Role: Super Adviser

What type of contributions do you make? Salary sacrifice.

When and why did you start? I started about 7 years ago when I first started working in super, and started to understand the benefits of it.

How much do you contribute and how frequently? The amount has changed over the years. I now salary sacrifice $200 a month as I am also saving for an apartment.

What benefit have you seen in making these contributions?  My super has grown a lot and is far higher than the average super for my age.

Name: Mark

Role: Product Manager

What type of contributions do you make? Salary sacrifice.

When and why did you start? I started when I was 23, because my manager encouraged me. I was very lucky!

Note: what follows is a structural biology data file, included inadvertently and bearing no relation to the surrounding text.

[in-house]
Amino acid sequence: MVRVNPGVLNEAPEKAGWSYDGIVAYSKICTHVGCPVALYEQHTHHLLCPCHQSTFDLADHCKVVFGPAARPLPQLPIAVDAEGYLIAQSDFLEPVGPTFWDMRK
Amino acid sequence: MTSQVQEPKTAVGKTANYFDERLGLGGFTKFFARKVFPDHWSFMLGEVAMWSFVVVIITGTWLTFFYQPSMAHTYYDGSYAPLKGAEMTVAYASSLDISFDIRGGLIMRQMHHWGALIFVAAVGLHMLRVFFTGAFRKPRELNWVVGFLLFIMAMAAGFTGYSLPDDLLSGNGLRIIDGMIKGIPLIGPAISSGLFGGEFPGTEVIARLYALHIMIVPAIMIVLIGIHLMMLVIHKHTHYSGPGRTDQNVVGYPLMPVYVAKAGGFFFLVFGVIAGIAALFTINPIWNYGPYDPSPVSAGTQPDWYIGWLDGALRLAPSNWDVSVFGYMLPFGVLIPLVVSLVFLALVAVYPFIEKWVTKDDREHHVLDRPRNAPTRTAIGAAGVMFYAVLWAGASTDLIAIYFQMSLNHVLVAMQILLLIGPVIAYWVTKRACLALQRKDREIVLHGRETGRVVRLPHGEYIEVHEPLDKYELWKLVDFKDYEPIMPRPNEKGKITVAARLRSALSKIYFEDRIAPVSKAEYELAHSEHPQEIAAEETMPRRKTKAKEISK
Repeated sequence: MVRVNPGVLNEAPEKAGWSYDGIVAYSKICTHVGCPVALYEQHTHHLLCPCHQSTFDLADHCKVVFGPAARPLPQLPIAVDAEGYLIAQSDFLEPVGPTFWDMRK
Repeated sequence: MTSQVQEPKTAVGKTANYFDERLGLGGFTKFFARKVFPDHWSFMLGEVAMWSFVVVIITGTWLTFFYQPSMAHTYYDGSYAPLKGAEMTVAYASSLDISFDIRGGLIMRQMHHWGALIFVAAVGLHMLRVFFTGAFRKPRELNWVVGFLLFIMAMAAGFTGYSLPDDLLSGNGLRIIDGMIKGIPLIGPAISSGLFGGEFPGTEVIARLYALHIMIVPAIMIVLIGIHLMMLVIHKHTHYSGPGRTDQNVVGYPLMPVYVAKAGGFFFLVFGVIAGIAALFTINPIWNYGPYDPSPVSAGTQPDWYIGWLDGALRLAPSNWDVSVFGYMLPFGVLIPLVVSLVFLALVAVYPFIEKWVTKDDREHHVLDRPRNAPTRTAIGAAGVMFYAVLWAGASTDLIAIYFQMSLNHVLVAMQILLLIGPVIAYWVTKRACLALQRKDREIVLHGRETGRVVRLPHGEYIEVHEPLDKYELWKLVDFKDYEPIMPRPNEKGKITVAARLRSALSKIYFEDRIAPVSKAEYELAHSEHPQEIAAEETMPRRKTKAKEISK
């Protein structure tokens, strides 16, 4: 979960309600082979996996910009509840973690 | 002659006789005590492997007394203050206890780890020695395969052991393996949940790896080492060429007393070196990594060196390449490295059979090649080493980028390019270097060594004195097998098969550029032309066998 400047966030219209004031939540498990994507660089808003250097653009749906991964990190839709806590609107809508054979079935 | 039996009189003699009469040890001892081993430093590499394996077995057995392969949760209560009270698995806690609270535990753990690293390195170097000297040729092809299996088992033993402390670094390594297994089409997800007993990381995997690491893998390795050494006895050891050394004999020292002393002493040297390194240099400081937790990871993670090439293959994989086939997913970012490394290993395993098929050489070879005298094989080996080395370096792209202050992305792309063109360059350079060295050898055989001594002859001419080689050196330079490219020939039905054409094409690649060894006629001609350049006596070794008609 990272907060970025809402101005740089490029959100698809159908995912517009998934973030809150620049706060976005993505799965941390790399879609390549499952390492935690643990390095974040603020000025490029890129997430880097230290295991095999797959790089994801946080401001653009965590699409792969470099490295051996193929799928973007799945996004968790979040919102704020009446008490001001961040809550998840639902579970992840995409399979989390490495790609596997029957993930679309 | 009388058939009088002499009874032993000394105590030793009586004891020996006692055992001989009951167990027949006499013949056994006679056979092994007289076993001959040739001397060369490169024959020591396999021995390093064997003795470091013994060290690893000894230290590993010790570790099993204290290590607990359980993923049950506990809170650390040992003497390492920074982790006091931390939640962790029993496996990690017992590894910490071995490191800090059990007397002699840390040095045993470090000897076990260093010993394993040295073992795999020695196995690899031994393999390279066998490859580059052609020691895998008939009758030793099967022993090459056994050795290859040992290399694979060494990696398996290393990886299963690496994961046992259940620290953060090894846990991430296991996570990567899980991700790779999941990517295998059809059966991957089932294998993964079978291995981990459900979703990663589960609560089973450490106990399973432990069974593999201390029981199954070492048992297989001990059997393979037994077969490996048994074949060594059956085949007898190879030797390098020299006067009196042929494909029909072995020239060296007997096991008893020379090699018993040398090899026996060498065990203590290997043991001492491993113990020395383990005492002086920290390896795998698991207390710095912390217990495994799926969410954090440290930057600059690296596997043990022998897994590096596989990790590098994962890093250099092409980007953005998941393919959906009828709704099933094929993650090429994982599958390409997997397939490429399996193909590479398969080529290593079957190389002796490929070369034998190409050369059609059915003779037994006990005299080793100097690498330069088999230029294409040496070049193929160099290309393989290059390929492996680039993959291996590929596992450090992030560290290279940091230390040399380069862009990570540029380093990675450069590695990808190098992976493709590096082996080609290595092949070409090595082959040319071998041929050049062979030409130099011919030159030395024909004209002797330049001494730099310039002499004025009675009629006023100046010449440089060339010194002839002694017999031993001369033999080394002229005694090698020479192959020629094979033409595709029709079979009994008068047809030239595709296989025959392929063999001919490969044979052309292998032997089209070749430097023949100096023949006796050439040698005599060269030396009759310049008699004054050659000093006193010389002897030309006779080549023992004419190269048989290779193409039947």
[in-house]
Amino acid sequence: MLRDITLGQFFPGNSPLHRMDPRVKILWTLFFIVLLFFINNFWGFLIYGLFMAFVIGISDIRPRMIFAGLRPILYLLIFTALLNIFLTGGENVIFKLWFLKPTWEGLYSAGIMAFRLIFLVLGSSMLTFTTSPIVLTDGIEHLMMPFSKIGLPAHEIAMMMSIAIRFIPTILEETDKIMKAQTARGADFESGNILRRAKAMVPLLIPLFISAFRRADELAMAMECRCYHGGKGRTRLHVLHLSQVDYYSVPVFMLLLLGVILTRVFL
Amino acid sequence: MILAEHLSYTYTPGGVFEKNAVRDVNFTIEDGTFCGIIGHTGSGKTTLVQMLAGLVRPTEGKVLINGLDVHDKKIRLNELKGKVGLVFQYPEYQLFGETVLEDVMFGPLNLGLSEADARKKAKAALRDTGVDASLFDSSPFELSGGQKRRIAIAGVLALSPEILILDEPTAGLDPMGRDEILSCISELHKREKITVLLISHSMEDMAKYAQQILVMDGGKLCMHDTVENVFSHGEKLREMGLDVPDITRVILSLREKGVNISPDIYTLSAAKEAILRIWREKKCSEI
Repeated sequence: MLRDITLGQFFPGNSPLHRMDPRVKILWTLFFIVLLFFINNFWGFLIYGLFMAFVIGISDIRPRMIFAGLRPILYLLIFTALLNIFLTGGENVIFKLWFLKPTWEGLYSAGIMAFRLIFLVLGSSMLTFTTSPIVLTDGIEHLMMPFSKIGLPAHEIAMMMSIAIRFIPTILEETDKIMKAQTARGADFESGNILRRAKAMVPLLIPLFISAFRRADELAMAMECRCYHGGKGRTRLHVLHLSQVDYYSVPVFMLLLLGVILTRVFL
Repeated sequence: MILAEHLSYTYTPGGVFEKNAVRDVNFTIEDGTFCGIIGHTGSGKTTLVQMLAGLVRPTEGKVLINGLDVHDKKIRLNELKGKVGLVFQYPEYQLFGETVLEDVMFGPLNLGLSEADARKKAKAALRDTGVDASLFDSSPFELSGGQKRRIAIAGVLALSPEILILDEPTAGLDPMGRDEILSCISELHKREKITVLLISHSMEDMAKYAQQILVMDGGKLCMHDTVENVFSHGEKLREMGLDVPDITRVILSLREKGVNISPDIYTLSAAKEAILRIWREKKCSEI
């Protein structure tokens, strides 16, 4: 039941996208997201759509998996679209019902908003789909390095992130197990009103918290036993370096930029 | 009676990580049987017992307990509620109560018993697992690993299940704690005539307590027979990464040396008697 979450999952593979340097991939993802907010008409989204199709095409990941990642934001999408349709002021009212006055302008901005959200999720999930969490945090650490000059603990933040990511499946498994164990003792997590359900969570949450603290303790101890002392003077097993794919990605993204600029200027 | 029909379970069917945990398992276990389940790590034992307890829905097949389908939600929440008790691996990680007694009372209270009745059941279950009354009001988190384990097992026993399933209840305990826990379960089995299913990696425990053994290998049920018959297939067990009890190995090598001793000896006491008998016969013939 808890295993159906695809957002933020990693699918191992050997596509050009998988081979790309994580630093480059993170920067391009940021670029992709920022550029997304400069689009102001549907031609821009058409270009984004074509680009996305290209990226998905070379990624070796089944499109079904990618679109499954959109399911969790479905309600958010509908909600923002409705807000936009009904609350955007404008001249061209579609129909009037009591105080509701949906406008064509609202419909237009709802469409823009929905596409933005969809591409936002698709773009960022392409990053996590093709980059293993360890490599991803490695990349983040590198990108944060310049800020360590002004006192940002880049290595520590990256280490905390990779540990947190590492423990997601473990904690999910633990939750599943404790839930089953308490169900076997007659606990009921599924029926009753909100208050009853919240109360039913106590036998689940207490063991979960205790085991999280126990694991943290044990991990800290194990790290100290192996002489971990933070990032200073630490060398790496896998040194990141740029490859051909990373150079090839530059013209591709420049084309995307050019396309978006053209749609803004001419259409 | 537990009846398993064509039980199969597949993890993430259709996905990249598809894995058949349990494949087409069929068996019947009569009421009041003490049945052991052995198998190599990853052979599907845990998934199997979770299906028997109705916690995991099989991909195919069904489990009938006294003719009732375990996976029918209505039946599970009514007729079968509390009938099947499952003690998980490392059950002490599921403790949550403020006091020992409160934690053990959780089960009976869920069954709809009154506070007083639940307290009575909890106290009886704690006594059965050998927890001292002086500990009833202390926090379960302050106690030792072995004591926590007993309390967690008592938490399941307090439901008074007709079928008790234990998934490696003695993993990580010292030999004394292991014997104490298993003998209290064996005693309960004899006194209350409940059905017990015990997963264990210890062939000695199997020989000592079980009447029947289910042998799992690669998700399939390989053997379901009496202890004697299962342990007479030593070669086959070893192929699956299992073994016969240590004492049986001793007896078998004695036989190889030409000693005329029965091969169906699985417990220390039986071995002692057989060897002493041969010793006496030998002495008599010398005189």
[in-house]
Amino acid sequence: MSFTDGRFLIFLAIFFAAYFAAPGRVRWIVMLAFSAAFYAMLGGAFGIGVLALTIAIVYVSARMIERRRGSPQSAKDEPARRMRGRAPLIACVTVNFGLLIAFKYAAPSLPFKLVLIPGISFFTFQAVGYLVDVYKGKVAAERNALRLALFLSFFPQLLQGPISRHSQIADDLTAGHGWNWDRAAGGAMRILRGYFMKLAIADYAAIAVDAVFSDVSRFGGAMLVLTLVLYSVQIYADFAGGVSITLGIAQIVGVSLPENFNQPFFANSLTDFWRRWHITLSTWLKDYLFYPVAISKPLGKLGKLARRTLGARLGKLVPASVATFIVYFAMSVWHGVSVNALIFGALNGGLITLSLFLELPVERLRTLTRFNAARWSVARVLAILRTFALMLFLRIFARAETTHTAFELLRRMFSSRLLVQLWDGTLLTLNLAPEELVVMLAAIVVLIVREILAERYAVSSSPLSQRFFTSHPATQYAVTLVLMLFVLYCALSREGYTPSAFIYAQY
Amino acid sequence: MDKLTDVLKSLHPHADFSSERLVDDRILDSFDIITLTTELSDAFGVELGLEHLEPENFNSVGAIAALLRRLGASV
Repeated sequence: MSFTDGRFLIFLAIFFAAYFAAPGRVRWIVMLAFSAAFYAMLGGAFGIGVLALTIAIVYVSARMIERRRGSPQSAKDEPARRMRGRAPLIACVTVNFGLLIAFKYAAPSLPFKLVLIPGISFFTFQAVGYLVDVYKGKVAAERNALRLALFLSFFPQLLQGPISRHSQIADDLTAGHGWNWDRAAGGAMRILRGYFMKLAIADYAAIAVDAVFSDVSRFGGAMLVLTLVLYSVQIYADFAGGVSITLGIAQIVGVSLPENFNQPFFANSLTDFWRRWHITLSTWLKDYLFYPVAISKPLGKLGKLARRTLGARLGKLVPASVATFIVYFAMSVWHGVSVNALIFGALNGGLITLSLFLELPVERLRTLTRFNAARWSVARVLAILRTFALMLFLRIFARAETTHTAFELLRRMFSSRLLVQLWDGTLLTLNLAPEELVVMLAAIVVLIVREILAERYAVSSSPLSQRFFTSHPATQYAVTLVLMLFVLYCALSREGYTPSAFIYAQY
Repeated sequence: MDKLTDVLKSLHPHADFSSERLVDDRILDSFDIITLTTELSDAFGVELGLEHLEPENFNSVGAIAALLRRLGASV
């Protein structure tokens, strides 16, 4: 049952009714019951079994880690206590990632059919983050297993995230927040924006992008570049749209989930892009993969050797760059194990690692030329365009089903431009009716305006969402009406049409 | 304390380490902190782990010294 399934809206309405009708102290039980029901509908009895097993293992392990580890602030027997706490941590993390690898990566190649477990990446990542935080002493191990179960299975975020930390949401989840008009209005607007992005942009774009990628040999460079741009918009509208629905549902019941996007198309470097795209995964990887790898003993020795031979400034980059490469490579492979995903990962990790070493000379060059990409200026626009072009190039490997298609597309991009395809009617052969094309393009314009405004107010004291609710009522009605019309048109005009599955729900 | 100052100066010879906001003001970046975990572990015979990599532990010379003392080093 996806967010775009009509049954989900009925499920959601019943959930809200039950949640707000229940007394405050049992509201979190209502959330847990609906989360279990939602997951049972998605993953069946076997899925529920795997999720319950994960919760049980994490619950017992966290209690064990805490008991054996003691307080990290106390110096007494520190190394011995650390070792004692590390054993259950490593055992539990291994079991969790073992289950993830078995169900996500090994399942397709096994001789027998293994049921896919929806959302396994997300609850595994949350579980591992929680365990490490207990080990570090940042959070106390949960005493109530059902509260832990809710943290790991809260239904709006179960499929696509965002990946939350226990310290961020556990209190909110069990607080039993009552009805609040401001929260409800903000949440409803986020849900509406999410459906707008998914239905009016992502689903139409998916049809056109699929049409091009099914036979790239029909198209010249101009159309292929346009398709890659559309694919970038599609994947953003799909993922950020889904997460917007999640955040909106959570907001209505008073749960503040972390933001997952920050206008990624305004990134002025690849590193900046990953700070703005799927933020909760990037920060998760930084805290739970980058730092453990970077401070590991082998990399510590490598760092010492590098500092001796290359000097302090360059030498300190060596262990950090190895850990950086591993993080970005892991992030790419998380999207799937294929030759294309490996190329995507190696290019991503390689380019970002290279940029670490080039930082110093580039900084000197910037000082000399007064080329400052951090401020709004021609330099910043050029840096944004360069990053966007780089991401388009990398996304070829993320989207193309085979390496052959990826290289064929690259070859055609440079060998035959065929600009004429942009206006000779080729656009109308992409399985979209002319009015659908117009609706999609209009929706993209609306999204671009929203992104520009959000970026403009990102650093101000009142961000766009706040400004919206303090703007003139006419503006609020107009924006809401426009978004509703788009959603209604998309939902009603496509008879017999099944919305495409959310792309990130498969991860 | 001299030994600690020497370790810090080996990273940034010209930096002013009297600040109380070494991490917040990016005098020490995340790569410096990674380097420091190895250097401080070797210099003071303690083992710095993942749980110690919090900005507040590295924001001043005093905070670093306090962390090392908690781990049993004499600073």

How much do you contribute and how frequently? Varies depending on what I can swing.

What benefit have you seen in making these contributions?  The amount is always in my control, and I can pause them whenever I have to.

Anything you want to add?  If you have questions, don’t hesitate to seek advice!  Also, the First Home Super Saver Scheme is something every first-time home buyer should consider.

We're here to help

If want to learn more or need help with making a decision about your super, you can get simple advice over the phone or face to face. It’s included as a part of your membership so there’s no extra cost.